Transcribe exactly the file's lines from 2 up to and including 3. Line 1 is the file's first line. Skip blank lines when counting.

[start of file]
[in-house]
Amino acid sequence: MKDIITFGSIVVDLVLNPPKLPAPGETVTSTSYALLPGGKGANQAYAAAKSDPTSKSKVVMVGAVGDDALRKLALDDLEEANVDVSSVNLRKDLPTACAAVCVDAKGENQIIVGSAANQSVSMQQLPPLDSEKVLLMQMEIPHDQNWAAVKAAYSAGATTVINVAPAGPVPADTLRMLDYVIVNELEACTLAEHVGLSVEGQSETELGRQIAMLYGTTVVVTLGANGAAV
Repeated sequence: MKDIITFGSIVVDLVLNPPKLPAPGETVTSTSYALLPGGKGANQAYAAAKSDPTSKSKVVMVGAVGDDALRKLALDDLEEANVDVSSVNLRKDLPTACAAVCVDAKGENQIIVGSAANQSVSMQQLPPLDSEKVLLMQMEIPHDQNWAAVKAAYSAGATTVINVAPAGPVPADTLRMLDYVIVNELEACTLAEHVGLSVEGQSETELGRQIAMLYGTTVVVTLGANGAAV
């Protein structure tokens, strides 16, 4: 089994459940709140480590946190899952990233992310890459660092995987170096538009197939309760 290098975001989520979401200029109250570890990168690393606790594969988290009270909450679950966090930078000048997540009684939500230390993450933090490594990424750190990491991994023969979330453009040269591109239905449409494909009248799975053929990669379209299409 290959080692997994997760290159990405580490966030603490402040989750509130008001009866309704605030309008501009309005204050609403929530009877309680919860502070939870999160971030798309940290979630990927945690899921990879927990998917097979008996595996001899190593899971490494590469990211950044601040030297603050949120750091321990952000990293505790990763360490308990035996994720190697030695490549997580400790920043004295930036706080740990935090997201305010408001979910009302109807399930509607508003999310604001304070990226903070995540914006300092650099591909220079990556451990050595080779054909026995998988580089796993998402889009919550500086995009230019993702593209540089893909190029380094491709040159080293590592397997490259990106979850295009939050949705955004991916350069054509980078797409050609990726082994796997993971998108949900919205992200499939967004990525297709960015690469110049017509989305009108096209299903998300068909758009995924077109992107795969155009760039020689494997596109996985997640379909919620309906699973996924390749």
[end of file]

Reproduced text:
Amino acid sequence: MKDIITFGSIVVDLVLNPPKLPAPGETVTSTSYALLPGGKGANQAYAAAKSDPTSKSKVVMVGAVGDDALRKLALDDLEEANVDVSSVNLRKDLPTACAAVCVDAKGENQIIVGSAANQSVSMQQLPPLDSEKVLLMQMEIPHDQNWAAVKAAYSAGATTVINVAPAGPVPADTLRMLDYVIVNELEACTLAEHVGLSVEGQSETELGRQIAMLYGTTVVVTLGANGAAV
Repeated sequence: MKDIITFGSIVVDLVLNPPKLPAPGETVTSTSYALLPGGKGANQAYAAAKSDPTSKSKVVMVGAVGDDALRKLALDDLEEANVDVSSVNLRKDLPTACAAVCVDAKGENQIIVGSAANQSVSMQQLPPLDSEKVLLMQMEIPHDQNWAAVKAAYSAGATTVINVAPAGPVPADTLRMLDYVIVNELEACTLAEHVGLSVEGQSETELGRQIAMLYGTTVVVTLGANGAAV